From Robert Hughes, one of the greatest art and cultural critics of our time, comes a sprawling, comprehensive, and deeply personal history of Rome --- as city, as empire, and, crucially, as an origin of Western art and civilization, two subjects about which Hughes has spent his life writing and thinking.
Starting on a personal note, Hughes takes us to the Rome he first encountered as a hungry 21-year-old fresh from Australia in 1959. From that exhilarating portrait, he takes us back more than 2,000 years to the city's foundation, one mired in mythologies and superstitions that would inform Rome's development for centuries.
From the beginning, Rome was a hotbed of power, overweening ambition, desire, political genius, and corruption. Hughes details the turbulent years that saw the formation of empire and the establishment of the sociopolitical system, along the way providing colorful portraits of all the major figures, both political (Julius Caesar, Marcus Aurelius, Nero, Caligula) and cultural (Cicero, Martial, Virgil), to name just a few. For almost a thousand years, Rome would remain the most politically important, richest, and largest city in the Western world.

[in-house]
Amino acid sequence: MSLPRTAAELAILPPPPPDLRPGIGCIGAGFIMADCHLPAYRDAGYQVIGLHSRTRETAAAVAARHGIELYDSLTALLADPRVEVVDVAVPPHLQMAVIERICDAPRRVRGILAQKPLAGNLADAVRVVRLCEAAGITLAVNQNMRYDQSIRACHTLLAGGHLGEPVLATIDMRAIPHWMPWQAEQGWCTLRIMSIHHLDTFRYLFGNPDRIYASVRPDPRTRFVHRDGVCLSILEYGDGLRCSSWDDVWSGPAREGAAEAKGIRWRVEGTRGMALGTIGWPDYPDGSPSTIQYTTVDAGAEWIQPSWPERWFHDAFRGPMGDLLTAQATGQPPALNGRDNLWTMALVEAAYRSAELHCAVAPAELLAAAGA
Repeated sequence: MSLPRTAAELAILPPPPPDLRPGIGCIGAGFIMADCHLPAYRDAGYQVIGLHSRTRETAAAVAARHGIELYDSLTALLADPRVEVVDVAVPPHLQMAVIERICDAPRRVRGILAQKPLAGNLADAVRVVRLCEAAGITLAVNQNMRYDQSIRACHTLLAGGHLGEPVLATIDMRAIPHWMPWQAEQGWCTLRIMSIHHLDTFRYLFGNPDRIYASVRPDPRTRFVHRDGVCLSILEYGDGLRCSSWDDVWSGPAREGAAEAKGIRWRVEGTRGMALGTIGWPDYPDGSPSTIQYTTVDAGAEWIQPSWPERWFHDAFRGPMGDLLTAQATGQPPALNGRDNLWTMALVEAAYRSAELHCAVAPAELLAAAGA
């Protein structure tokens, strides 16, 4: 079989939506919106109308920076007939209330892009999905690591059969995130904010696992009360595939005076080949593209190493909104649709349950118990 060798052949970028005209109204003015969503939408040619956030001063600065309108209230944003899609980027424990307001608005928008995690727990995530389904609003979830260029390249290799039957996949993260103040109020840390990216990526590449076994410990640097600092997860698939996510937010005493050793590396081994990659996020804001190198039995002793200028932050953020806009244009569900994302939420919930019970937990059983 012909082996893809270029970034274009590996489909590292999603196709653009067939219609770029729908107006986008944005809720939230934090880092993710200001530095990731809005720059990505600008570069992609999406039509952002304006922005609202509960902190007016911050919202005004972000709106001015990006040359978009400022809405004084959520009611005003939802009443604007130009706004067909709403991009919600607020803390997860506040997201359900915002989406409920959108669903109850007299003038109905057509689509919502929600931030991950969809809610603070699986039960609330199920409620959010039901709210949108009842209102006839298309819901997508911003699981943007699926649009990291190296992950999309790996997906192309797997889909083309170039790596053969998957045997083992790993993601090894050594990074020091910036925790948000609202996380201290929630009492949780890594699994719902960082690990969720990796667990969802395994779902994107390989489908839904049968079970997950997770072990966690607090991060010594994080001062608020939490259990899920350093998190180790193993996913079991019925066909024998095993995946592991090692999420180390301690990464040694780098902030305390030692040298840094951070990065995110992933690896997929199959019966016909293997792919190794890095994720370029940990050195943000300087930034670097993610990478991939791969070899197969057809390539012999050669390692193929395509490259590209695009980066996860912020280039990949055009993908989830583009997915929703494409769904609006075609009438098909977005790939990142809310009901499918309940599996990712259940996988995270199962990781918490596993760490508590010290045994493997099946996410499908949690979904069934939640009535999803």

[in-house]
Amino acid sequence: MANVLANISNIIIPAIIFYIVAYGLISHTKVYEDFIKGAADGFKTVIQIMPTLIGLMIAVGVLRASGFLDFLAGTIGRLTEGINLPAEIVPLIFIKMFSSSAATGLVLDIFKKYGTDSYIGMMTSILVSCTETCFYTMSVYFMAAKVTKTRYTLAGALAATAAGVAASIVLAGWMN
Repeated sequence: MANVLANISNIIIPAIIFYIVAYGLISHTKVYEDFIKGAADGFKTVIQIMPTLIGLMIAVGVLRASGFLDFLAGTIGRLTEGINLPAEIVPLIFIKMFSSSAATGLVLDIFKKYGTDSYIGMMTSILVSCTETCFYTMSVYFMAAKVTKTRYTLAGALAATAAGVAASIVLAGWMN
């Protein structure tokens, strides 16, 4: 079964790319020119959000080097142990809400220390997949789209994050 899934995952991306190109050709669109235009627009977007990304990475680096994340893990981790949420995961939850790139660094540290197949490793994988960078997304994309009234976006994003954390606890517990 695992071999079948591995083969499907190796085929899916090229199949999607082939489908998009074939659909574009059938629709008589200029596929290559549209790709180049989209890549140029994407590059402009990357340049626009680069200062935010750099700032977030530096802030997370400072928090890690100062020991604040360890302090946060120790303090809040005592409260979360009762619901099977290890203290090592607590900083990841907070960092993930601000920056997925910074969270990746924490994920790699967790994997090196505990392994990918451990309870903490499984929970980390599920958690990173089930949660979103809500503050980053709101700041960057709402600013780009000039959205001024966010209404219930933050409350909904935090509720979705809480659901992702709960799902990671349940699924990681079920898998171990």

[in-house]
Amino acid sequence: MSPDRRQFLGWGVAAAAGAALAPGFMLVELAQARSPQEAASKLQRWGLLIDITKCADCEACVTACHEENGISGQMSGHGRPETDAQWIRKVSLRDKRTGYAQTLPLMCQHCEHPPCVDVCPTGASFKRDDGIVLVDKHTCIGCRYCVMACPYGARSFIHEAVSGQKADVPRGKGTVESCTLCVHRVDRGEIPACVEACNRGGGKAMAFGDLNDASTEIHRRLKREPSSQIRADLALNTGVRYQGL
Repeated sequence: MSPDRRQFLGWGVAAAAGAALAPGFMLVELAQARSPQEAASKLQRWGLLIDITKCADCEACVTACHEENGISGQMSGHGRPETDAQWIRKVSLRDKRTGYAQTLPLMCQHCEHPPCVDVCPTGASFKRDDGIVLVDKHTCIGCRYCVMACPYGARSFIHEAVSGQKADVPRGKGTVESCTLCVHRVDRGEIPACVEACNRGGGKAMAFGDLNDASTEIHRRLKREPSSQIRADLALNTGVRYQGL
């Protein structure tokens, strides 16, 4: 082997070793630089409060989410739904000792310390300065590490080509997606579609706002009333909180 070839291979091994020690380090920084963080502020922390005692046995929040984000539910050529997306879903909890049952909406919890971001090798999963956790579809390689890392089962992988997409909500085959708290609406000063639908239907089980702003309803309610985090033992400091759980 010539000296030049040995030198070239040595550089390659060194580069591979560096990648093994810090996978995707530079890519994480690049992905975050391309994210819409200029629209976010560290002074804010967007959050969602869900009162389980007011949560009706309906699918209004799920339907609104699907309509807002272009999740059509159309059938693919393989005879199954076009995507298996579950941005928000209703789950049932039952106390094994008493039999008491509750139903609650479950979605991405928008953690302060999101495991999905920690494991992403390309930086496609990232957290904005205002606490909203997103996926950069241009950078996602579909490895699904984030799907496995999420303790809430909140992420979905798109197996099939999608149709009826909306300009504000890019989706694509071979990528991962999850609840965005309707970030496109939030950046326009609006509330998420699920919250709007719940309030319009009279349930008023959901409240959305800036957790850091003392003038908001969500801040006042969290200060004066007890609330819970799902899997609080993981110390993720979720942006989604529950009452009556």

From the formation of empire, Hughes moves on to the rise of early Christianity, his own antipathy toward religion providing rich and lively context for the brutality of the early Church, and eventually the Crusades. The brutality had the desired effect --- the Church consolidated and outlasted the power of empire, and Rome would be the capital of the Papal States until its annexation into the newly united kingdom of Italy in 1870.
As one would expect,